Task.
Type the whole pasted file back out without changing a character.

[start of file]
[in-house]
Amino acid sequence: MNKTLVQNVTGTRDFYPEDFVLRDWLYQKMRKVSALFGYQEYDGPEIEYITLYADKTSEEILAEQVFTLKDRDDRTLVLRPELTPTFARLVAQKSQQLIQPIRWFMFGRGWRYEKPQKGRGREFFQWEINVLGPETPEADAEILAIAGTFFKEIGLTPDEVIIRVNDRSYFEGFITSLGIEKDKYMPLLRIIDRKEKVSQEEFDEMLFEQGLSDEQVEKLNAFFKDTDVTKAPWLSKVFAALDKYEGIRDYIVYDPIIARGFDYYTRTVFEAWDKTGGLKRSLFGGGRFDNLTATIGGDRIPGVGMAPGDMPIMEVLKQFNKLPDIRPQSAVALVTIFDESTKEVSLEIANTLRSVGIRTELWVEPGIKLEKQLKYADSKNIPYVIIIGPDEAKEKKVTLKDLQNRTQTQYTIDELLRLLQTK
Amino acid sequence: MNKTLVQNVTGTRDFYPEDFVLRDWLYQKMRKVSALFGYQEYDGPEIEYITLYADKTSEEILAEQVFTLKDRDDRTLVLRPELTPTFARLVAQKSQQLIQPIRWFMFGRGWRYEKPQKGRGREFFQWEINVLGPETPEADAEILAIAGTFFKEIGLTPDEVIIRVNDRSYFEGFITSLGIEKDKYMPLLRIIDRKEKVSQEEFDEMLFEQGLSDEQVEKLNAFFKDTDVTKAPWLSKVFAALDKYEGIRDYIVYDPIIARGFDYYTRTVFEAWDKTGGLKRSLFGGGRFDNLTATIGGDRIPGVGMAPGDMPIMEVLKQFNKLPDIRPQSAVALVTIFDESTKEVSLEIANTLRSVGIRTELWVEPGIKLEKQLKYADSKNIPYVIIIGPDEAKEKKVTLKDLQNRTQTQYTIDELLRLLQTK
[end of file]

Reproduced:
[in-house]
Amino acid sequence: MNKTLVQNVTGTRDFYPEDFVLRDWLYQKMRKVSALFGYQEYDGPEIEYITLYADKTSEEILAEQVFTLKDRDDRTLVLRPELTPTFARLVAQKSQQLIQPIRWFMFGRGWRYEKPQKGRGREFFQWEINVLGPETPEADAEILAIAGTFFKEIGLTPDEVIIRVNDRSYFEGFITSLGIEKDKYMPLLRIIDRKEKVSQEEFDEMLFEQGLSDEQVEKLNAFFKDTDVTKAPWLSKVFAALDKYEGIRDYIVYDPIIARGFDYYTRTVFEAWDKTGGLKRSLFGGGRFDNLTATIGGDRIPGVGMAPGDMPIMEVLKQFNKLPDIRPQSAVALVTIFDESTKEVSLEIANTLRSVGIRTELWVEPGIKLEKQLKYADSKNIPYVIIIGPDEAKEKKVTLKDLQNRTQTQYTIDELLRLLQTK
Amino acid sequence: MNKTLVQNVTGTRDFYPEDFVLRDWLYQKMRKVSALFGYQEYDGPEIEYITLYADKTSEEILAEQVFTLKDRDDRTLVLRPELTPTFARLVAQKSQQLIQPIRWFMFGRGWRYEKPQKGRGREFFQWEINVLGPETPEADAEILAIAGTFFKEIGLTPDEVIIRVNDRSYFEGFITSLGIEKDKYMPLLRIIDRKEKVSQEEFDEMLFEQGLSDEQVEKLNAFFKDTDVTKAPWLSKVFAALDKYEGIRDYIVYDPIIARGFDYYTRTVFEAWDKTGGLKRSLFGGGRFDNLTATIGGDRIPGVGMAPGDMPIMEVLKQFNKLPDIRPQSAVALVTIFDESTKEVSLEIANTLRSVGIRTELWVEPGIKLEKQLKYADSKNIPYVIIIGPDEAKEKKVTLKDLQNRTQTQYTIDELLRLLQTK